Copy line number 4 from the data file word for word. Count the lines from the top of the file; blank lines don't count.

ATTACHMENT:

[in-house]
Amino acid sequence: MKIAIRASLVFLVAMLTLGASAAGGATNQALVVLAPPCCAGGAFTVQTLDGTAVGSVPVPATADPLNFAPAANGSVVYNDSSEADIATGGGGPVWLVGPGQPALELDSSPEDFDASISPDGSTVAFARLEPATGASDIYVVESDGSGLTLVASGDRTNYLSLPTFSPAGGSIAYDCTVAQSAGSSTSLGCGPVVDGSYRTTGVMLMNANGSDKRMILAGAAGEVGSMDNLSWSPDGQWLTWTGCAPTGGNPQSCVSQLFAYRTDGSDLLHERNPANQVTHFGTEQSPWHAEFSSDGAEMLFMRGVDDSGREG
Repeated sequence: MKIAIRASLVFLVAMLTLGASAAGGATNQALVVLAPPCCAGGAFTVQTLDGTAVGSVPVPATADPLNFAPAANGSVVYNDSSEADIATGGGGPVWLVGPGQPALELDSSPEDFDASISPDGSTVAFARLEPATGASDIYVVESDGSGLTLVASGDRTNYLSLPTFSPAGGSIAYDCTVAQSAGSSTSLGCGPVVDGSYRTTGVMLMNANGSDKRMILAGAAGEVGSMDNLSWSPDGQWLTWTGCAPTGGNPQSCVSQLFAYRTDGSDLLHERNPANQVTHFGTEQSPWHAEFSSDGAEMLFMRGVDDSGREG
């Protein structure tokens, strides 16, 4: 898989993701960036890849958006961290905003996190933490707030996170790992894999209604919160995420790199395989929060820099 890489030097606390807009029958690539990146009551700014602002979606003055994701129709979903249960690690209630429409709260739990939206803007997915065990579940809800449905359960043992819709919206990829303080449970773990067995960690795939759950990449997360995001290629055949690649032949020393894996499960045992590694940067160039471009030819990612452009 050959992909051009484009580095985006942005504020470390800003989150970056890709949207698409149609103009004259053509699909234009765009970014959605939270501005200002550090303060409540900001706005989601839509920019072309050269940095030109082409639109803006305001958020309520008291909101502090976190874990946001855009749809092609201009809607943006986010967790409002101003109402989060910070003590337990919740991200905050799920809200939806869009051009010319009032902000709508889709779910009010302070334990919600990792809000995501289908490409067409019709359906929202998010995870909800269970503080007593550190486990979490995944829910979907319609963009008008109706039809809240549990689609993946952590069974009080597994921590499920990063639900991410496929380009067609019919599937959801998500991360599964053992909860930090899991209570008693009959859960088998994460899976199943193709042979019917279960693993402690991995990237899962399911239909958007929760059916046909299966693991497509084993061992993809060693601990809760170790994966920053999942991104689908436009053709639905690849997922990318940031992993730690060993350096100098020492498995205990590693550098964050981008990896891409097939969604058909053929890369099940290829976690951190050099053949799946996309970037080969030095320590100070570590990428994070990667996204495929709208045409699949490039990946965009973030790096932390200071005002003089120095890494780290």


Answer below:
């Protein structure tokens, strides 16, 4: 898989993701960036890849958006961290905003996190933490707030996170790992894999209604919160995420790199395989929060820099 890489030097606390807009029958690539990146009551700014602002979606003055994701129709979903249960690690209630429409709260739990939206803007997915065990579940809800449905359960043992819709919206990829303080449970773990067995960690795939759950990449997360995001290629055949690649032949020393894996499960045992590694940067160039471009030819990612452009 050959992909051009484009580095985006942005504020470390800003989150970056890709949207698409149609103009004259053509699909234009765009970014959605939270501005200002550090303060409540900001706005989601839509920019072309050269940095030109082409639109803006305001958020309520008291909101502090976190874990946001855009749809092609201009809607943006986010967790409002101003109402989060910070003590337990919740991200905050799920809200939806869009051009010319009032902000709508889709779910009010302070334990919600990792809000995501289908490409067409019709359906929202998010995870909800269970503080007593550190486990979490995944829910979907319609963009008008109706039809809240549990689609993946952590069974009080597994921590499920990063639900991410496929380009067609019919599937959801998500991360599964053992909860930090899991209570008693009959859960088998994460899976199943193709042979019917279960693993402690991995990237899962399911239909958007929760059916046909299966693991497509084993061992993809060693601990809760170790994966920053999942991104689908436009053709639905690849997922990318940031992993730690060993350096100098020492498995205990590693550098964050981008990896891409097939969604058909053929890369099940290829976690951190050099053949799946996309970037080969030095320590100070570590990428994070990667996204495929709208045409699949490039990946965009973030790096932390200071005002003089120095890494780290």